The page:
I’ve been out of the Burning Man desert for almost a month now, but the desert is not yet out of me. There is of course the dust that we brought home that we continue to find on things, even weeks later. There is also the flood of images and memories from this other-world that continue to cascade through my consciousness (and on our Apple TV screensaver). Invariably, the week my husband and I spend in Black Rock Desert is all action, and the weeks afterward are reflection and contemplation.
This year, I’m reflecting most on what I think may be the true secret of Burning Man’s powerful draw. It’s not the mind-blowingly impossible art installations or the 24/7 throb of creativity-on-hyperdrive; rather it’s the tiny, daily interactions with strangers. I doubt that there’s anything different about these interactions than all the ones that happen back here in New York, but maybe it’s the quality of attention I’m paying out there where everything is so different from home.
I’m still thinking back to that last morning, when I discovered that we had killed the battery of our rental car. I almost looked forward to the process of jumping it, and sure enough, it yielded a set of interchanges with neighbors connecting me to neighbors to find the cables and get another vehicle to jump start ours (and then the pleasure of getting to use our car to jump another neighbor’s later in the day). I can still picture and hear each face and conversation from that morning. As we said goodbye to them and to folks we had met and still barely knew, there was a discernible bond that had formed just by camping proximity or waved good-mornings or a plate of watermelon unexpectedly brought over at the end of the day.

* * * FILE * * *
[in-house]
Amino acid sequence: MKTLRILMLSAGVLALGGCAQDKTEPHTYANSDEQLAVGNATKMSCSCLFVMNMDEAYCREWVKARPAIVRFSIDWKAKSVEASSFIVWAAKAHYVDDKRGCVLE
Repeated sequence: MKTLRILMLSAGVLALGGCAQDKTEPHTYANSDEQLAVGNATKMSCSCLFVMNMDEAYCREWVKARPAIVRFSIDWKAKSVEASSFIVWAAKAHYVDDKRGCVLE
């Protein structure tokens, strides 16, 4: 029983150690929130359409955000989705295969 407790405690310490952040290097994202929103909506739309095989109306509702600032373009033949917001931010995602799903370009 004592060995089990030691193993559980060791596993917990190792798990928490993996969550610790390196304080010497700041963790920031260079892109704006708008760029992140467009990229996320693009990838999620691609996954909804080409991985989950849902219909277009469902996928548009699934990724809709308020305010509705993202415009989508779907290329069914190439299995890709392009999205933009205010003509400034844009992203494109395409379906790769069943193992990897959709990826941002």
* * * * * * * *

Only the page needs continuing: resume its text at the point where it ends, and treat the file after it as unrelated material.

Last night I attended Rosh Hashanah services at St. Paul’s Chapel (where we host a synagogue). The congregation dedicated an ark that had a remarkable story of rescue and restoration, which spanned generations and was full of miracles and serendipity. Rabbi Darren made a careful point to thread the story through all the human relationships that had made it happen. “It’s all about relationship” he said again and again.
His words ring true, and take me right back to what I carried with me out of the desert. In the reverse culture shock of returning to “normal life,” it still feels odd to treat people on the sidewalk as obstacles to be avoided rather than persons to be greeted. I resist it, and I succumb.
I need these rabbinical stories of rescued arks - I need battery cables from strangers - to remind me that it really is all about relationship, deepened with merely a glance, or a gesture. but making all the difference in how we make the world.